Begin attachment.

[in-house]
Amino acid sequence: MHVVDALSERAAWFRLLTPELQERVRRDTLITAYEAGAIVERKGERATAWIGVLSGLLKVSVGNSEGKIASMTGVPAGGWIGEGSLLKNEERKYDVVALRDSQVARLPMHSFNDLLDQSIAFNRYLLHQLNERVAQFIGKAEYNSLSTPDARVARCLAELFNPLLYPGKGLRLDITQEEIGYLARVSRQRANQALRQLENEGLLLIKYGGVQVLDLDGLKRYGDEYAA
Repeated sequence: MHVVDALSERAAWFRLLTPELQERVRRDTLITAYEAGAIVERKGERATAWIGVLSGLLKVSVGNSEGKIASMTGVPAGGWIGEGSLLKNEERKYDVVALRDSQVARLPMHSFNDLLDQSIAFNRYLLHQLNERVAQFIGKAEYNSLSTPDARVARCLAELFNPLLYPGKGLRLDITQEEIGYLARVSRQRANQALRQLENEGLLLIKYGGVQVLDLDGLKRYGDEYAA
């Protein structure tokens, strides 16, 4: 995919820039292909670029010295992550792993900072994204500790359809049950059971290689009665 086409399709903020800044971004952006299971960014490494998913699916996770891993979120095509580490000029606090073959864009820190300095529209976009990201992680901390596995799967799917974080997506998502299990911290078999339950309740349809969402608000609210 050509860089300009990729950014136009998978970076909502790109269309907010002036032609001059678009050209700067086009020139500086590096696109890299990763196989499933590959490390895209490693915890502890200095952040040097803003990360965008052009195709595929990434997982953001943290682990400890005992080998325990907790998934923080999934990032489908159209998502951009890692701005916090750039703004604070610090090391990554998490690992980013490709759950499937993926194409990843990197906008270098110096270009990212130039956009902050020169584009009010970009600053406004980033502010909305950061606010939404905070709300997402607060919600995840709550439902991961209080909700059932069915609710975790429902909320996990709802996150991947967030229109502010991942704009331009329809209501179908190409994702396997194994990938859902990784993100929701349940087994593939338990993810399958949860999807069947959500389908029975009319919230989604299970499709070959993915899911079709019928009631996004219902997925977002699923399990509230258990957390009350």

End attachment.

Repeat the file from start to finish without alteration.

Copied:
[in-house]
Amino acid sequence: MHVVDALSERAAWFRLLTPELQERVRRDTLITAYEAGAIVERKGERATAWIGVLSGLLKVSVGNSEGKIASMTGVPAGGWIGEGSLLKNEERKYDVVALRDSQVARLPMHSFNDLLDQSIAFNRYLLHQLNERVAQFIGKAEYNSLSTPDARVARCLAELFNPLLYPGKGLRLDITQEEIGYLARVSRQRANQALRQLENEGLLLIKYGGVQVLDLDGLKRYGDEYAA
Repeated sequence: MHVVDALSERAAWFRLLTPELQERVRRDTLITAYEAGAIVERKGERATAWIGVLSGLLKVSVGNSEGKIASMTGVPAGGWIGEGSLLKNEERKYDVVALRDSQVARLPMHSFNDLLDQSIAFNRYLLHQLNERVAQFIGKAEYNSLSTPDARVARCLAELFNPLLYPGKGLRLDITQEEIGYLARVSRQRANQALRQLENEGLLLIKYGGVQVLDLDGLKRYGDEYAA
């Protein structure tokens, strides 16, 4: 995919820039292909670029010295992550792993900072994204500790359809049950059971290689009665 086409399709903020800044971004952006299971960014490494998913699916996770891993979120095509580490000029606090073959864009820190300095529209976009990201992680901390596995799967799917974080997506998502299990911290078999339950309740349809969402608000609210 050509860089300009990729950014136009998978970076909502790109269309907010002036032609001059678009050209700067086009020139500086590096696109890299990763196989499933590959490390895209490693915890502890200095952040040097803003990360965008052009195709595929990434997982953001943290682990400890005992080998325990907790998934923080999934990032489908159209998502951009890692701005916090750039703004604070610090090391990554998490690992980013490709759950499937993926194409990843990197906008270098110096270009990212130039956009902050020169584009009010970009600053406004980033502010909305950061606010939404905070709300997402607060919600995840709550439902991961209080909700059932069915609710975790429902909320996990709802996150991947967030229109502010991942704009331009329809209501179908190409994702396997194994990938859902990784993100929701349940087994593939338990993810399958949860999807069947959500389908029975009319919230989604299970499709070959993915899911079709019928009631996004219902997925977002699923399990509230258990957390009350």